Thousands flee Somali drought, overwhelm refugee camps
The United Nations has warned that some 750,000 could die in the current Somali drought, while droves are streaming across the border into neighboring Kenya.
Story from The Takeaway. Listen to audio for full report.
Somalia is no stranger to drought. "Sadly," the BBC's Will Ross says, "they're getting more and more frequent, which some people are putting down to climate change." In the Dadaab refugee camp, across the border in Kenya, Ross reports that nearly 1,000 people are still arriving every day, due to the recent drought.
"What's startling, really," Ross told PRI's The Takeaway, "was that the health workers and the people working at the food distribution areas and doing the child malnutrition work, they were actually saying that the situation is getting worse."
The refugee camp that Ross visited is in a peaceful area of Kenya, he points out. So "it ought to be pretty easy for the aid agencies to get in and do the work." The epicenter of the conflict and the drought is across the border in Somalia. "So it gives you an idea about how bad it must be over the border," he says, "where it's far harder for the aid agencies to reach."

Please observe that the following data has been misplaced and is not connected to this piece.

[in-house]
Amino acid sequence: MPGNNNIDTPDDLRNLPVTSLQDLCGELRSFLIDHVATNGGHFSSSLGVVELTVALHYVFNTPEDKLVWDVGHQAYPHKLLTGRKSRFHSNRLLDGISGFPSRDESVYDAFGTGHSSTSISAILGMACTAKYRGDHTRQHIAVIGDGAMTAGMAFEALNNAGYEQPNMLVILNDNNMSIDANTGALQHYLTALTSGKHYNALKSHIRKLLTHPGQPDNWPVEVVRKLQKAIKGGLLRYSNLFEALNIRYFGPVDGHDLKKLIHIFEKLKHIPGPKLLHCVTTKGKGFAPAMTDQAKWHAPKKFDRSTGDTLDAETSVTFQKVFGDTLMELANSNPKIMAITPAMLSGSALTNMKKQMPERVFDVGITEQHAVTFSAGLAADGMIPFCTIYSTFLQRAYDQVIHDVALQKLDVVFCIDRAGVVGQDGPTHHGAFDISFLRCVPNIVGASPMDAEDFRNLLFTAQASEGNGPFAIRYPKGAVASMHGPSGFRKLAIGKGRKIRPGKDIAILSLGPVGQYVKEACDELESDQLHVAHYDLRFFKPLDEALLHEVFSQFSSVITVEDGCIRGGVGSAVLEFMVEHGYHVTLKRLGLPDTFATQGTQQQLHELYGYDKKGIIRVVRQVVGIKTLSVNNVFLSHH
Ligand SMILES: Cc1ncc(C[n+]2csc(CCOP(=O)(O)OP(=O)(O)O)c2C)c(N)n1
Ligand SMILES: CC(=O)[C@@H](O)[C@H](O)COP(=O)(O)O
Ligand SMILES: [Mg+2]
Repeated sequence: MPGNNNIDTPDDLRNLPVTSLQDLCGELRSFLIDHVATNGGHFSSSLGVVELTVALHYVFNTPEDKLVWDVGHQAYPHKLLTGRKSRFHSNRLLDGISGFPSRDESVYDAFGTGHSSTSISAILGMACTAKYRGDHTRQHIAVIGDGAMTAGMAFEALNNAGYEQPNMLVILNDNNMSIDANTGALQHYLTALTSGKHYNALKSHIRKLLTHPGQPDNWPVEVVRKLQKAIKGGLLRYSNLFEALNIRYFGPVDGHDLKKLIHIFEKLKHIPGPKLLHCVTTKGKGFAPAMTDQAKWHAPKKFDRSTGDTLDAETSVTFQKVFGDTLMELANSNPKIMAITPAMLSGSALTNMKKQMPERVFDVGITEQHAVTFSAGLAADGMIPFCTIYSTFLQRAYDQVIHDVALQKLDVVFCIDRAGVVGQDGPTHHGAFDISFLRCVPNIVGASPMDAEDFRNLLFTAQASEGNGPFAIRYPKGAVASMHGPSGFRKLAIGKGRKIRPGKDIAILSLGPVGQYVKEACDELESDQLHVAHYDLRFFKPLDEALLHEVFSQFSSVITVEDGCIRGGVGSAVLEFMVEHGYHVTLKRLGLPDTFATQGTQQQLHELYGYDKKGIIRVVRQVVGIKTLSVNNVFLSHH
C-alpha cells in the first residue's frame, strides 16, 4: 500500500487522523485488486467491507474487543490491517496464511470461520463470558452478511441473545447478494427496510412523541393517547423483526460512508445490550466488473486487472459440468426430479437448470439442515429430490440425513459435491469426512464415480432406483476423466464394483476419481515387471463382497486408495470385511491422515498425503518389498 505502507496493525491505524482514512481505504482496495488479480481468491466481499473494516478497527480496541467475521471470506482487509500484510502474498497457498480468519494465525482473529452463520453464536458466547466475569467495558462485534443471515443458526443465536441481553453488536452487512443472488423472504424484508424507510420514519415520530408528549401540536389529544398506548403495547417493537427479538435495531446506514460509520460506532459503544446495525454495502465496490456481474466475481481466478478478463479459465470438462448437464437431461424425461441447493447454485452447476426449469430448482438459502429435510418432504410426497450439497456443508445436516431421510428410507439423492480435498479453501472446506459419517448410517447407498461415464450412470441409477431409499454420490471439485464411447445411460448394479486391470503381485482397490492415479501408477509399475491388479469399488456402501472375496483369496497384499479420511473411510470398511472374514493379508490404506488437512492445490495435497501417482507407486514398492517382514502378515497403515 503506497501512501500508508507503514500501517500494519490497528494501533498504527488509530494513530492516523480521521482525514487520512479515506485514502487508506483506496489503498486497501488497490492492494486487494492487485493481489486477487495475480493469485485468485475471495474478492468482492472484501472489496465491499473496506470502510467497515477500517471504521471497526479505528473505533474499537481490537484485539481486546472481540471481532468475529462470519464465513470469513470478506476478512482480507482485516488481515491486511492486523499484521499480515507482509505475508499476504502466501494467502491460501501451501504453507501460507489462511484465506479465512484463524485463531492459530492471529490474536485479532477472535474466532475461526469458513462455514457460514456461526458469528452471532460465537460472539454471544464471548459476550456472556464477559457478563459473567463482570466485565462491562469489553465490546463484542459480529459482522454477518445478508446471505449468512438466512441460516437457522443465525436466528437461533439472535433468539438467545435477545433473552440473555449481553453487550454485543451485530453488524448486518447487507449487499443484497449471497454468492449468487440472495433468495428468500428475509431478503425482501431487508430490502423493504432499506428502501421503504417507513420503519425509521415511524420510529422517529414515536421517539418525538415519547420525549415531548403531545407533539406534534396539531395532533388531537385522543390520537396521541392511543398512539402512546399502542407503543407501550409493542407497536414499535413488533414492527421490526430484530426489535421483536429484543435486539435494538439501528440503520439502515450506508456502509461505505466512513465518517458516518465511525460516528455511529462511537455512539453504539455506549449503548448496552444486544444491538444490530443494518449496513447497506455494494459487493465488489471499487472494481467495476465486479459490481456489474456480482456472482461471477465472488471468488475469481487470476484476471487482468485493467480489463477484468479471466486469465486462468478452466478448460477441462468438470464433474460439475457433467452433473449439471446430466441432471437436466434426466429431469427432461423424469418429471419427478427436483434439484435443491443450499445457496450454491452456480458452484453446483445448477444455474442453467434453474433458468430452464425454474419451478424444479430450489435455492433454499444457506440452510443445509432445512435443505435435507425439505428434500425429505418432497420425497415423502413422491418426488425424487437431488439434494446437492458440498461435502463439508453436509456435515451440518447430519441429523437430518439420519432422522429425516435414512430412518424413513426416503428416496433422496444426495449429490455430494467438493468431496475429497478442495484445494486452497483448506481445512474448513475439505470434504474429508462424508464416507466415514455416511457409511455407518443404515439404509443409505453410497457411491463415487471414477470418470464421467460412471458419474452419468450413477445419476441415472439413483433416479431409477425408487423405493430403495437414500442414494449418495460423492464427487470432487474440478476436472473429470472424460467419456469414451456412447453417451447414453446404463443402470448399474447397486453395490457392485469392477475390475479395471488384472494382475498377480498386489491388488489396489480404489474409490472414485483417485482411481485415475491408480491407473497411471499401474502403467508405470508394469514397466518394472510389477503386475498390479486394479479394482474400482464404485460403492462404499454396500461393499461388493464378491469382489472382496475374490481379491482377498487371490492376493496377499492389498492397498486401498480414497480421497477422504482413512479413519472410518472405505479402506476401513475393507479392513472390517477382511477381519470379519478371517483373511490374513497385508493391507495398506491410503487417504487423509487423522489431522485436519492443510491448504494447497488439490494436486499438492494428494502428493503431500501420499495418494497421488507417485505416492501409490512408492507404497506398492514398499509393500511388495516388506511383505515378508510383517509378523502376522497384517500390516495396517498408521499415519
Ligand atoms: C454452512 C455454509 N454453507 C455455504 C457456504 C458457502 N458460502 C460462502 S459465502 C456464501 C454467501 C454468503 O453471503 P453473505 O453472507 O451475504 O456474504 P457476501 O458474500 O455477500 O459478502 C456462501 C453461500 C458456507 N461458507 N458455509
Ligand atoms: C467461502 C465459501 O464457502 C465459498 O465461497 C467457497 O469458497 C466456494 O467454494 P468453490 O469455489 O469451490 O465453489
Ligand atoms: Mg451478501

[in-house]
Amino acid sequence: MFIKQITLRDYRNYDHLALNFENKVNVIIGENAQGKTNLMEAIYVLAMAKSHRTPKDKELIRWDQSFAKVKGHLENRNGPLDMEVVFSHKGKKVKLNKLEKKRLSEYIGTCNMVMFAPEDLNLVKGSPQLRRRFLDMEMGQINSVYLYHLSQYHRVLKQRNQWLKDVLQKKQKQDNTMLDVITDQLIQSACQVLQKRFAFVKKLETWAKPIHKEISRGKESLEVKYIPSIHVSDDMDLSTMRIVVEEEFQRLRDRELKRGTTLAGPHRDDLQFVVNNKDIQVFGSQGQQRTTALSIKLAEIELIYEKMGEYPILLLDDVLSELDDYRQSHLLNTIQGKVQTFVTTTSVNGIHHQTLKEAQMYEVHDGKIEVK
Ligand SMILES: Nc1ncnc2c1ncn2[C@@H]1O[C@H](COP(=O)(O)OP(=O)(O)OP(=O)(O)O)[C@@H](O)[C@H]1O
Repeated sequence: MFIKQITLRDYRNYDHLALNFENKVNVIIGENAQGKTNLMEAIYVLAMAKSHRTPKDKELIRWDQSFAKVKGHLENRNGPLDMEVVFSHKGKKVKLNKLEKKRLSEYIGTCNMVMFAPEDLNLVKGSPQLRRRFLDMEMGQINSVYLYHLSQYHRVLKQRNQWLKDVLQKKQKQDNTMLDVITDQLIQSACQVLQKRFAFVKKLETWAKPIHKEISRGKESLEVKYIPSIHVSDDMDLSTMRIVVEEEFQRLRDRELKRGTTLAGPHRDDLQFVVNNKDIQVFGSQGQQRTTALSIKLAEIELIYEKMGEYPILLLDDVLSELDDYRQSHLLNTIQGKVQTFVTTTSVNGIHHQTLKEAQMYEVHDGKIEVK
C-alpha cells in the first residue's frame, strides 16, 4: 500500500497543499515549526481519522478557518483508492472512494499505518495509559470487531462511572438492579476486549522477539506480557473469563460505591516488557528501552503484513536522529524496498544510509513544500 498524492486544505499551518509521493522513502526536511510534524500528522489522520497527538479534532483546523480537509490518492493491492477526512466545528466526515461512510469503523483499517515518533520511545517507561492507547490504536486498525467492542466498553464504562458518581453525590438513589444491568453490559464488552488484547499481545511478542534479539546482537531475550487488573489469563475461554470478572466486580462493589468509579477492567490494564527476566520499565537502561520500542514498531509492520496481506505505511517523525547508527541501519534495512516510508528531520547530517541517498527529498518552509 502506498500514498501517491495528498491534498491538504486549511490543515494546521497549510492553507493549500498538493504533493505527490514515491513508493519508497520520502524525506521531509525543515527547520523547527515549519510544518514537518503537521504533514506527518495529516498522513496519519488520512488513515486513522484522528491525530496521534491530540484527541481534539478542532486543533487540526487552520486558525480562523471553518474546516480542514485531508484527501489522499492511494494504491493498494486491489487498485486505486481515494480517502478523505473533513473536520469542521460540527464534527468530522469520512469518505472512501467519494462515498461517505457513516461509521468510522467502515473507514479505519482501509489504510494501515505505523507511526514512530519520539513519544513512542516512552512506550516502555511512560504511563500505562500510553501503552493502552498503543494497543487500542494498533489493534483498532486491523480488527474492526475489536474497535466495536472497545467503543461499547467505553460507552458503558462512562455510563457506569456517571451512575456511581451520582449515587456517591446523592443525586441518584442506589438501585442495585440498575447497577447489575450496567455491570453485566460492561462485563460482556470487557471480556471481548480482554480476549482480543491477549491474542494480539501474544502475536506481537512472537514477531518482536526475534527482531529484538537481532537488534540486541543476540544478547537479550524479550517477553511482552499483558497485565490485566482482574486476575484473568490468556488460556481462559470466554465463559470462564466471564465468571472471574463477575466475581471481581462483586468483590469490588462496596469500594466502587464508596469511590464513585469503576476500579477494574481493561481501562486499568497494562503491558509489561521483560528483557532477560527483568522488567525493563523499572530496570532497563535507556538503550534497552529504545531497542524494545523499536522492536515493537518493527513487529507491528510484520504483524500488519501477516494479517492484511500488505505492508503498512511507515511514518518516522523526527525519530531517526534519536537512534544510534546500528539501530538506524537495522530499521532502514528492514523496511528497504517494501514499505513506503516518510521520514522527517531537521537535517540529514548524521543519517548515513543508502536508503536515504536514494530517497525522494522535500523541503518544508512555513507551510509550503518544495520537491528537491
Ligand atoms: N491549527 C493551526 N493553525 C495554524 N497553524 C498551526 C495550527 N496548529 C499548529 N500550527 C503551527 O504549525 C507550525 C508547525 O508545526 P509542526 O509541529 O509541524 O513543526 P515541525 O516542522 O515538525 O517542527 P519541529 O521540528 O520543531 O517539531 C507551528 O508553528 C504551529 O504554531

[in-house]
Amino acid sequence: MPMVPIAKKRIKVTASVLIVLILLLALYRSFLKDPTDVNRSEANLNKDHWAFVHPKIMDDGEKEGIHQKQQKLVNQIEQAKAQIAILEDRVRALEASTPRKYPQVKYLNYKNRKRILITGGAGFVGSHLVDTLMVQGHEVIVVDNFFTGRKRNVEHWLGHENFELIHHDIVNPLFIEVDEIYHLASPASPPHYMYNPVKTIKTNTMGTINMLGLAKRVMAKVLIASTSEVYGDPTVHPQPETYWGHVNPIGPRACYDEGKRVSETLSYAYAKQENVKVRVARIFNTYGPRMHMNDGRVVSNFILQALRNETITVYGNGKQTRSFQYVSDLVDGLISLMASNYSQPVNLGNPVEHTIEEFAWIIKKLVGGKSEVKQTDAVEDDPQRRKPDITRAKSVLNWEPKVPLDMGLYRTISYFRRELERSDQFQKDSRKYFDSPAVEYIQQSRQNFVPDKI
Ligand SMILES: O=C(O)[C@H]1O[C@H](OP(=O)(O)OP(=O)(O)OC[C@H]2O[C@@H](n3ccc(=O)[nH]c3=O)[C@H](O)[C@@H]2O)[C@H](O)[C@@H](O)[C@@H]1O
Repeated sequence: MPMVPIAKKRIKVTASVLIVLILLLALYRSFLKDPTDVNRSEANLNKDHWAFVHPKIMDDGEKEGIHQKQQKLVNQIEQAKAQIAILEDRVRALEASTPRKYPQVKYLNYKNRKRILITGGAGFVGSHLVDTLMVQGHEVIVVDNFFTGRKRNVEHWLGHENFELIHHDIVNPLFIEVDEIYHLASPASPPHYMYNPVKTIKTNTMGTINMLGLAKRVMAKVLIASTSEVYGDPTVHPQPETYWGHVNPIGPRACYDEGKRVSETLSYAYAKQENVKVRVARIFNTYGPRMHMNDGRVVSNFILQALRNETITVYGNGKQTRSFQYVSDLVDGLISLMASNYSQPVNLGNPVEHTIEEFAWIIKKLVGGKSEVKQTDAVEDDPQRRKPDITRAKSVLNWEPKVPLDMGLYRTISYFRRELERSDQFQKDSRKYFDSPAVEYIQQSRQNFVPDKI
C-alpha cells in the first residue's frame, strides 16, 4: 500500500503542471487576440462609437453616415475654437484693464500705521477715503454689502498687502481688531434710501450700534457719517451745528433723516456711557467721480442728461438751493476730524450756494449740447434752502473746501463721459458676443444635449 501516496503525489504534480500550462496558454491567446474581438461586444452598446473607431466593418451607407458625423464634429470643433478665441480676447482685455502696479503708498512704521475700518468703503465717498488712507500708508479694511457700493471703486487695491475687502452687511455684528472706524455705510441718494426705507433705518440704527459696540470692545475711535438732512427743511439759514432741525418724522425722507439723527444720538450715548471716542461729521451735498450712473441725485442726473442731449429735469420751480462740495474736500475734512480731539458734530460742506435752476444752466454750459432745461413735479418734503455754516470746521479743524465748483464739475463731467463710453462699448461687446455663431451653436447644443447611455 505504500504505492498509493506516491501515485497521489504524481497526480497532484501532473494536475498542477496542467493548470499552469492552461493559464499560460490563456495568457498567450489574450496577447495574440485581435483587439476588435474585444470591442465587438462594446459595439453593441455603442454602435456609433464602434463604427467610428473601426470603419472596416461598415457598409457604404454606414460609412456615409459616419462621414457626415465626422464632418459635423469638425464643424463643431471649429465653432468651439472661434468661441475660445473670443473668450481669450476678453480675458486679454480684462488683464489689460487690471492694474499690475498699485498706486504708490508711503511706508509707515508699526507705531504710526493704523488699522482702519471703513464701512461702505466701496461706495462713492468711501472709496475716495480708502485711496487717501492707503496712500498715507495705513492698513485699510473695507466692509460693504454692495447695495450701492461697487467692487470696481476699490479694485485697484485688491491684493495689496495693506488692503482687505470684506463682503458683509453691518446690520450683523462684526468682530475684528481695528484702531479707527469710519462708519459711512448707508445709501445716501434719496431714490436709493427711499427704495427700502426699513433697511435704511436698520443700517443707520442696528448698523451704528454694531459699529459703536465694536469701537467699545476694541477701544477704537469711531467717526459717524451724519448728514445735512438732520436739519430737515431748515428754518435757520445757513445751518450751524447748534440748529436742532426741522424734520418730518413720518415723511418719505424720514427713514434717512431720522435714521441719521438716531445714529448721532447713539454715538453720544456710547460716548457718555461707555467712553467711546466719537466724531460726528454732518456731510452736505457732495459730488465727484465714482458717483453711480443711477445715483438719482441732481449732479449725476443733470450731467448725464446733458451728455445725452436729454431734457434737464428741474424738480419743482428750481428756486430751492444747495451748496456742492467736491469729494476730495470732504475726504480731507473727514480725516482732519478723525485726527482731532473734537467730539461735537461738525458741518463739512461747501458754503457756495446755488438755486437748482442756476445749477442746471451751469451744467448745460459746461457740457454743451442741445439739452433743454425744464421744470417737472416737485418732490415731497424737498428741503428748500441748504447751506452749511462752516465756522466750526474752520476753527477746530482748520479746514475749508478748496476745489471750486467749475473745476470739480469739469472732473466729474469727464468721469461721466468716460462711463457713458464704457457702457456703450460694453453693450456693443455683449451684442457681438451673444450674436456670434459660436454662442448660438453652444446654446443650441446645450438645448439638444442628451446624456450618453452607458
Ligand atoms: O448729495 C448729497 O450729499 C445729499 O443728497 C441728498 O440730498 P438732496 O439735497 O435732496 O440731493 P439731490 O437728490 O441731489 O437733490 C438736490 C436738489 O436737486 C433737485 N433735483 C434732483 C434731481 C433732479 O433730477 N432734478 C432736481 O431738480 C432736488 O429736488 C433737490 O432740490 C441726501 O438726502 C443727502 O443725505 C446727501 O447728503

Aid agencies are doing their best to help people in the camps. But Ross reports that "Sometimes that help is delayed because there are such overwhelming numbers of people arriving."
The continuing war and famine could have lasting effects on the reigion, according to Ross. He says, " I'm yet to find anybody who really could convincingly tell me, 'one day I'm going to go back to Somalia.' They all seem to be thinking, 'that's it. We've got to leave the country.'"
"The Takeaway" is a national morning news program, delivering the news and analysis you need to catch up, start your day, and prepare for what's ahead. The show is a co-production of WNYC and PRI, in editorial collaboration with the BBC, The New York Times Radio, and WGBH.